Incomplete-data analysis and optimal planning of inspection, maintenance and replacement


Student thesis: Doctoral Thesis

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  • Mimi ZHANG


Awarding Institution
  • Min XIE (Supervisor)
  • Nozer Darabsha SINGPURWALLA (Co-supervisor)
Award date16 Feb 2015


To date, the literature on inspection, maintenance (or, interchangeably, repair) and replacement is quite large. Maintenance actions include preventive (planned) and corrective (unplanned) actions carried out to retain or restore a device in or to an acceptable operating condition. An optimal planning of inspection, maintenance and replacement aims to provide optimal reliability performance (or availability performance) at the lowest possible cost. To achieve that goal, one should in turn go through the following 3 steps. Data Analysis: Manipulate raw data, e.g., completing incomplete data, and fit a candidate model to the manipulated data. Model Selection: Select among several candidate models the “right” one for the manipulated data. Maintenance Scheduling: According to the selected model, develop and then optimize a favorable maintenance policy. Therefore, to develop an optimal maintenance policy for a particular device, this dissertation is composed of 3 parts corresponding to the above 3 consecutive steps: incomplete-data analysis, model selection and maintenance scheduling. A datum is complete in that the value of the datum is exactly known. A datum is incomplete in that the value of the datum is only partially known, e.g., a right censored lifetime datum. A data set is incomplete in that some of its elements are incomplete. When dealing with data, we will run into either complete data or incomplete data. Analyzing complete data is a no-brainer, while analyzing incomplete data is a challenge. Therefore, the first part is devoted to incomplete-data analysis: we developed a data-completion approach to dealing with incomplete data. Compared with existing incomplete data analyzing methods (e.g., the EM algorithm), our approach is much easier to implement and applicable to all kinds of incomplete data. The objective of model selection is to select among a set of candidate models the most appropriate model which is the best approximation of reality revealed in the collected data. In the second part, we developed a test statistic for model selection. It is motivated by the following practical need. The Wiener process, the gamma process and the inverse Gaussian process are the three most widely used stochastic processes in condition-based maintenance. Unlike the Wiener process whose path is continuous and non-monotonic, the gamma process and the inverse Gaussian process have a lot in common. They are both suitable for modelling gradual damage introduce by continuous use. A conventional method for selection between these two models is to compare maximized likelihoods. However, selecting model by comparing maximized likelihoods is inefficient, because maximized likelihoods do not contain enough information provided by the data. Therefore the broad objective of the second part is to promote an efficient test statistic which utilizes the structural information provided by the data. The proposed test statistic has two main advantages. Firstly, it is more efficient than selecting models based on maximized likelihoods. Secondly, the test statistic is also applicable to incomplete data. To evaluate the impact of maintenance actions on a maintained system’s condition, many imperfect maintenance models have been developed. The motivation of the third part is to address three fundamental problems in imperfect maintenance that still remain widely open. First, many imperfect maintenance models are confined to the realm of speculation. It is more desirable to develop imperfect maintenance models by taking a physically meaningful approach. Second, for most imperfect maintenance models, the parameters introduced for modeling the effect of maintenance actions are assumed constant. It is more realistic to assume that they are random. Third, though there have been many imperfect maintenance models, most of them are only concerned with age-based maintenance. The issue of treating imperfect maintenance in the context of condition-based maintenance has not received much attention and remains widely open. The broad objective of the third part is to develop practical imperfect maintenance models and suitable maintenance policies for different types of devices.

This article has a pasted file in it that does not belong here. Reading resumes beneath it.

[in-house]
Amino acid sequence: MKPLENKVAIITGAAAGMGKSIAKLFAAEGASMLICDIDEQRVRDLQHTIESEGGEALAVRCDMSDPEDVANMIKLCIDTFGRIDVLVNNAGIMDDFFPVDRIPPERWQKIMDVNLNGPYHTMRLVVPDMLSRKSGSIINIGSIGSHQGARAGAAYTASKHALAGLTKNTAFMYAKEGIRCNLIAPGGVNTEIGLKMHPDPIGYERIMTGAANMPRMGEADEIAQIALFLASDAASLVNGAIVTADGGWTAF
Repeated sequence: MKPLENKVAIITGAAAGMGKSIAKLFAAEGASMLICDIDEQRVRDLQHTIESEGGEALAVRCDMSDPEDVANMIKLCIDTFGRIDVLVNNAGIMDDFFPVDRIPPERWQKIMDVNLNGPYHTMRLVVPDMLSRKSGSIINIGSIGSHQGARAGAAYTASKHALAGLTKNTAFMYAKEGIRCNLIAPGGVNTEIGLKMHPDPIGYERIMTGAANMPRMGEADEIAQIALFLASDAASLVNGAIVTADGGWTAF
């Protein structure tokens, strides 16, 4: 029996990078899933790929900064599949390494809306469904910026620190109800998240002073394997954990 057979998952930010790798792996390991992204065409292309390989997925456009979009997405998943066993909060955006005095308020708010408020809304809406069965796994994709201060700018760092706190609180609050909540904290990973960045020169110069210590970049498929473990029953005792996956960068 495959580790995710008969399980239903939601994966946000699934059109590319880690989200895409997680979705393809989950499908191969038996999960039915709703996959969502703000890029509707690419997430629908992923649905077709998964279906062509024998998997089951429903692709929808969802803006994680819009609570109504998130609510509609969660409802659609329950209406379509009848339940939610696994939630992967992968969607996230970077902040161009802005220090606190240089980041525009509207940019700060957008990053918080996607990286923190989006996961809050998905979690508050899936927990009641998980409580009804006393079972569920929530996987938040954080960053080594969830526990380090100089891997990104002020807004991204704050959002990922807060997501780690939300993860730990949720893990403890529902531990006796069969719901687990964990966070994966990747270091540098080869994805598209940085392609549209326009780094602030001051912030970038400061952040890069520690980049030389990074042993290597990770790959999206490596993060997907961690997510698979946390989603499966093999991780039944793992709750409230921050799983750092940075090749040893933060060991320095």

Research areas

  • Maintainability (Engineering)